Microbiome DNA Sampling and Analysis

Published: 10 July, 2023

A microbiome is the collective genetic material of the community of microorganisms living in a specific habitat, which can be a niche related to a living organism, e.g., the skin, mouth, or gut, or in the environment, e.g., in soil or water.

Our understanding of the complex relationships between these different microorganisms and the intricate mechanisms by which they influence health and disease has grown tremendously in recent years. Investigating and evaluating an individual’s microbiome and understanding the impact of altering it are important in many areas of medicine.

Microbiomes comprise bacteria, archaea, viruses, and fungi, and the DNA of these microorganisms is studied to gain insights into their diversity, abundance, and functional potential. However, extracting DNA from complex microbiome samples can be challenging due to low DNA yields and the presence of inhibitors and background DNA from the host organism.

This article discusses how to isolate and analyse DNA from three important human microbiomes; the gut, skin, and oral microbiomes.

Human Microbes

The largest human microbiome by mass is the gut microbiome, which weighs approximately 2kg[i] and performs a wide range of functions critical for maintaining health and wellbeing, e.g., aiding digestion, synthesizing essential nutrients, and metabolizing medications. Imbalances in the gut microbiome, known as dysbiosis, are associated with many health conditions, including chronic diseases[ii], cancers[iii], mental health disorders[iv], and gastrointestinal disorders[v].

The second largest microbial community in humans is the oral microbiome[vi]. Dysbiosis in the oral microbiome can lead to various oral health issues[vii] and systemic diseases.[viii] [ix] However, most oral microbiota are beneficial, contributing to good oral health by protecting against pathogens and maintaining a healthy pH balance. The composition of the oral microbiome may be a proxy for microbiomes in other niches, including that of the gut and lung.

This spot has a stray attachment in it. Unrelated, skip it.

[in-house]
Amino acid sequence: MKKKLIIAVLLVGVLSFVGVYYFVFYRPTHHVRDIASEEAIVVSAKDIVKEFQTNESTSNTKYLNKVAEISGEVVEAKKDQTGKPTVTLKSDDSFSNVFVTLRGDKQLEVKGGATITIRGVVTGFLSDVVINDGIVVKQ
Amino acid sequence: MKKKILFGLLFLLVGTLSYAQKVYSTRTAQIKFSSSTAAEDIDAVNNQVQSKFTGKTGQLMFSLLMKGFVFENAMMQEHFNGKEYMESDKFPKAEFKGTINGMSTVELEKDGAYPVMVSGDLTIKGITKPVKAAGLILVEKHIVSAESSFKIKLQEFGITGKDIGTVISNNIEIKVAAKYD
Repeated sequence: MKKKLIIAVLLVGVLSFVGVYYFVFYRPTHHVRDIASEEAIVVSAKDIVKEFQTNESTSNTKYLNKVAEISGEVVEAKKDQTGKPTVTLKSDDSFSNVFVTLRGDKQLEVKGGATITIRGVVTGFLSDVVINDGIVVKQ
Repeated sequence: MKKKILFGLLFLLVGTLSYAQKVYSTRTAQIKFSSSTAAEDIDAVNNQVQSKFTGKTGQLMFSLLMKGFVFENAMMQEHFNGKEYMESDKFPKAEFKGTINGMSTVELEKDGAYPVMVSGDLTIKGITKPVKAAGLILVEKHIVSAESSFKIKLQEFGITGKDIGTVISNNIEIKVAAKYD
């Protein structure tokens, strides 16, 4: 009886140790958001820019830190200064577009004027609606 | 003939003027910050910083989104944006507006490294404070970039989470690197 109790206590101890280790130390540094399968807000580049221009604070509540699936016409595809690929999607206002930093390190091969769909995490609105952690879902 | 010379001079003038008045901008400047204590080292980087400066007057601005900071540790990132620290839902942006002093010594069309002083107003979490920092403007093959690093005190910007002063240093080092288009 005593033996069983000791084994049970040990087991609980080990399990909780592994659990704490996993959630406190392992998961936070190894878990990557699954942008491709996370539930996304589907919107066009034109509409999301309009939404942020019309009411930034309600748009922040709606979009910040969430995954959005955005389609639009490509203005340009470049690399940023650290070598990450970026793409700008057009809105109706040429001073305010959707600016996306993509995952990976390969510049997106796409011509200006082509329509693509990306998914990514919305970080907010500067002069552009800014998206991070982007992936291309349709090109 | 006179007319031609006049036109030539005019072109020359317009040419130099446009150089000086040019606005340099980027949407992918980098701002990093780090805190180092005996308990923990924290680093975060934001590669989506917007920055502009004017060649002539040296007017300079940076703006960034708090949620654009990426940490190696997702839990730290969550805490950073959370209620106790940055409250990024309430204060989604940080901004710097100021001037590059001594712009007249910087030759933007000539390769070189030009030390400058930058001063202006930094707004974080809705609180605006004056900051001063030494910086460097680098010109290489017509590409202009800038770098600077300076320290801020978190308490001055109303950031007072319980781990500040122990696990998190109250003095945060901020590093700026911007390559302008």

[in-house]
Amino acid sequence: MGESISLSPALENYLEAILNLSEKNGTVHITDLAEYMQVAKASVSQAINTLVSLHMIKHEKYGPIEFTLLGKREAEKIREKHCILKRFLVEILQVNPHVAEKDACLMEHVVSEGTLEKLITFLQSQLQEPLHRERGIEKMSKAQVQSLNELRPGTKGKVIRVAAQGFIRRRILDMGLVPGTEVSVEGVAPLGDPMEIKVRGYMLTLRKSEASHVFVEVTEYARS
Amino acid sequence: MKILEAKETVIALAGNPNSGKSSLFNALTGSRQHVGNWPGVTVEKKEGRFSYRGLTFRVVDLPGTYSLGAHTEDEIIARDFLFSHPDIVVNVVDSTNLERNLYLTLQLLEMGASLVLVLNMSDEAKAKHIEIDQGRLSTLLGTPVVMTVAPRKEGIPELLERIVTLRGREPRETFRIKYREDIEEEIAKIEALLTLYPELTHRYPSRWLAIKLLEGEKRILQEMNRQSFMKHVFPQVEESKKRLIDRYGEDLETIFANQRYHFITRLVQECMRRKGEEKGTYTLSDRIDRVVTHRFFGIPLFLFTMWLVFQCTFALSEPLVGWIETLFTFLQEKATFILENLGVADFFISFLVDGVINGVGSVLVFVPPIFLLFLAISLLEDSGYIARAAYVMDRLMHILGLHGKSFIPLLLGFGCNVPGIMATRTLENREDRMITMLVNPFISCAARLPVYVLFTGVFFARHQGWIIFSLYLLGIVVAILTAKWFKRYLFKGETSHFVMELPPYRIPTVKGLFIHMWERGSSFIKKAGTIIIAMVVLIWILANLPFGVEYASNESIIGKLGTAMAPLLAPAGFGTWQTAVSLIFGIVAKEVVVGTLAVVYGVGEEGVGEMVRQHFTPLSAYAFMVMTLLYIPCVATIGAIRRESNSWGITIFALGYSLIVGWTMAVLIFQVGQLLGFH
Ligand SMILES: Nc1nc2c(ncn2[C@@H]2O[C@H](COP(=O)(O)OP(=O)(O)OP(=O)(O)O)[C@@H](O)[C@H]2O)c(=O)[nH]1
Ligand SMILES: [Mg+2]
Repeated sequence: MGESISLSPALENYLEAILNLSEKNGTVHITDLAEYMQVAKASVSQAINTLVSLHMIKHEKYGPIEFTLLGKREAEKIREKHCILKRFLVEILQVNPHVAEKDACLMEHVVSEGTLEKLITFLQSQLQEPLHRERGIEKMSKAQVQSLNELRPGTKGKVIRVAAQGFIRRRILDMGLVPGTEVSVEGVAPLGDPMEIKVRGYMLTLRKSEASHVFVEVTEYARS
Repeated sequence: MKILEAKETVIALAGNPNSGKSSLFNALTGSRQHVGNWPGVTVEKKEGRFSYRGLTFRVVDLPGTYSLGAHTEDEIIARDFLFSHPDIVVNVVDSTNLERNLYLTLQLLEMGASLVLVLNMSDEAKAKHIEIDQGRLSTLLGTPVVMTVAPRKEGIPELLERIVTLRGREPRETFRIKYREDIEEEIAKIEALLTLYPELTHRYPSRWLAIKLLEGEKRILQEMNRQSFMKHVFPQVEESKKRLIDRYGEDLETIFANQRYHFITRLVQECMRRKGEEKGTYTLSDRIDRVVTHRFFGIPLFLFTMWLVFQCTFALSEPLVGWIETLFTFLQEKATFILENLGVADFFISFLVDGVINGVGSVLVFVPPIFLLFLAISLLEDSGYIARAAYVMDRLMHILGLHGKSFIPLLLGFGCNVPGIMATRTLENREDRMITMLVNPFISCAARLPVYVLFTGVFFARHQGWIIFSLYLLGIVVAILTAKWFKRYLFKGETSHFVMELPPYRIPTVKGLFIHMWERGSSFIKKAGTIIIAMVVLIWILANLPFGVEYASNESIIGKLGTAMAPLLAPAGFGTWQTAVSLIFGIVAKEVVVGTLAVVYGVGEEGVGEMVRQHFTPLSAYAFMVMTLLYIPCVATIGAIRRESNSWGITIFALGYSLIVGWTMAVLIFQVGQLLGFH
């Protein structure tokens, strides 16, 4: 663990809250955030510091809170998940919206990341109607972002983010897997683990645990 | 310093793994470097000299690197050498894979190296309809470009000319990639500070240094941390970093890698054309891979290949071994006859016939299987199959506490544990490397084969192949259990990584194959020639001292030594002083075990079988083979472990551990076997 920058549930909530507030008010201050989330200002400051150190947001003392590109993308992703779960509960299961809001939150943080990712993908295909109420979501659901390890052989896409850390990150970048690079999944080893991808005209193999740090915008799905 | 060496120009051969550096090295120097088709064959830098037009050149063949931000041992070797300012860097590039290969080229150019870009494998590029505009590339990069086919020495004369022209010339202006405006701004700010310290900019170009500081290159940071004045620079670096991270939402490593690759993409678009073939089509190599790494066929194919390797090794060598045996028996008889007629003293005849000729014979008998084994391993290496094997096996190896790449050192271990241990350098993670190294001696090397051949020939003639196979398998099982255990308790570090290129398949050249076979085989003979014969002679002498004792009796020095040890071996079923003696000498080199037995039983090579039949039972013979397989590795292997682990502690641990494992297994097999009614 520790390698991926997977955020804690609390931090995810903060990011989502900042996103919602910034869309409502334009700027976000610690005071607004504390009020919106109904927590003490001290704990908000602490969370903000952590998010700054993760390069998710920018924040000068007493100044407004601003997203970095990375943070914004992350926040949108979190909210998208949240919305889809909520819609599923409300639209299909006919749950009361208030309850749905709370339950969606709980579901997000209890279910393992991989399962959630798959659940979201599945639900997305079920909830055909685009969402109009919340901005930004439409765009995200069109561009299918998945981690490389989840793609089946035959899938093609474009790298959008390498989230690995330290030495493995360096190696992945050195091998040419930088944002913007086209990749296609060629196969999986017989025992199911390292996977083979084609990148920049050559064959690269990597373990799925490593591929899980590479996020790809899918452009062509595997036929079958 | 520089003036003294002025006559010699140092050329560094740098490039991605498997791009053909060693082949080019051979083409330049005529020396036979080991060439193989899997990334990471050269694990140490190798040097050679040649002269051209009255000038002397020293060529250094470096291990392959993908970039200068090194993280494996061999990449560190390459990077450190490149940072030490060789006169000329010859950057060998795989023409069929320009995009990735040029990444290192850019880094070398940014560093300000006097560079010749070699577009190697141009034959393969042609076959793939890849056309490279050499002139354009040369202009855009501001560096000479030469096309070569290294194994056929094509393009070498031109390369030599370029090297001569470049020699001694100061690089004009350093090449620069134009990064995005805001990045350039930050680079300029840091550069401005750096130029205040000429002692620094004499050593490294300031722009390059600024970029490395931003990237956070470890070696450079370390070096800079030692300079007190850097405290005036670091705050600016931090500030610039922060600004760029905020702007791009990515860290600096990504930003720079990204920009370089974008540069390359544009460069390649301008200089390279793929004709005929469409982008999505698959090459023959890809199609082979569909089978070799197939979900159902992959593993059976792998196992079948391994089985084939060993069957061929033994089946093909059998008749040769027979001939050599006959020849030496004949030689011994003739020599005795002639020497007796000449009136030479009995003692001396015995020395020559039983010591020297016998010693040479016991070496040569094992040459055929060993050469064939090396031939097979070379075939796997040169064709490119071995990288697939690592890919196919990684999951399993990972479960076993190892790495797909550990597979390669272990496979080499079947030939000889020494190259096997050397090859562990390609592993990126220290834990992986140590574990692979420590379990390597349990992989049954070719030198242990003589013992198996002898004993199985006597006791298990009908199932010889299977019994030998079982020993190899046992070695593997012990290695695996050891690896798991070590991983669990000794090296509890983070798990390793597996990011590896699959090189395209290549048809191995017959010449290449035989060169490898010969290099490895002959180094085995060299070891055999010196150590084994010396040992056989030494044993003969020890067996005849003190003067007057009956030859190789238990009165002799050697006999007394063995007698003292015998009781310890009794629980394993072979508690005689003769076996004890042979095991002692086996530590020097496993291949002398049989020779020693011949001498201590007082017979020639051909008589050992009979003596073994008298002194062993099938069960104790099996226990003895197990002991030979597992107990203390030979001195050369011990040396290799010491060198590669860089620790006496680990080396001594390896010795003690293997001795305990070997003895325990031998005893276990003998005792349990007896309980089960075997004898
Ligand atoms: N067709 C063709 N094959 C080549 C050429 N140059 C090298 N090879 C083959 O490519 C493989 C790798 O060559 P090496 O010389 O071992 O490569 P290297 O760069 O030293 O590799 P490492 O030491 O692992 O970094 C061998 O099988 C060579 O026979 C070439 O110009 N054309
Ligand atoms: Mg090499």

The skin microbiome has a relatively low biomass, but a healthy skin microbiome is also critical for good health. Interactions between members of the skin microbiota can prevent colonization by pathogenic bacteria[x], and many common skin diseases are associated with dysbiosis of the skin microbiome[xi].

Collecting DNA for Microbiome Analysis

Microbiome composition can vary significantly between individuals and even within the same individual over time. Several factors contribute to success in obtaining a representative sample of DNA for microbiome analysis.

1. Sampling, Shipping, and Storage

Microbiome samples are very sensitive to shipping and storage conditions. Not only does DNA degrade if not stored correctly, but some microorganisms in the sample may continue to grow at the expense of others, meaning that the sample is no longer representative of the original community. Traditional methods of shipping and storing microbiome samples involved freezing, which presents logistical challenges with maintaining a cold chain during transport, and risks sample loss due to freezer failure.

Isohelix has addressed these issues with their range of microbiome DNA collection kits, which include stabilization reagents that instantly stabilize samples, providing an accurate snapshot of the microbiome. Samples can then be shipped and stored at ambient temperatures.

Gut microbiome sample collection can be achieved at home or in the clinic, using rectal swabs or stool samples. The simplest method, as employed by the Isohelix StoolFix Gut Microbiome stabilisation kit (STF), is to simply brush the outside of a stool sample with a swab, before placing the swab into a tube containing stabilisation solution. This is much easier than the traditional “scoop” method of stool sampling.

For the oral microbiome, saliva is the best sample type. The GeneFix Saliva Microbiome DNA Collector (MFX) is an easy to use oral microbiome DNA collection kit that has been optimised for the collection of oral microbiome samples using saliva.

Finally, Buccal Swabs (SK) can be used to collect samples from surfaces, either in the environment, or for skin microbiome sampling. Various stabilization options are available to preserve swab samples.

StoolFix (STF)
Buccal Swabs (SK)

2. Preventing Sample Contamination

Contamination from external sources such as environmental microbes or human DNA, can confound analysis of the gut microbiome. It is important to control for and minimize such contamination to ensure accurate identification and characterization of microbial species present.

Isohelix collection devices and buffers are free from any traces of human or bacterial DNA, so researchers can be confident in the accuracy of their results. To avoid contamination of oral microbiome samples, patients must avoid eating, drinking, smoking, or brushing their teeth for 30 minutes before sampling.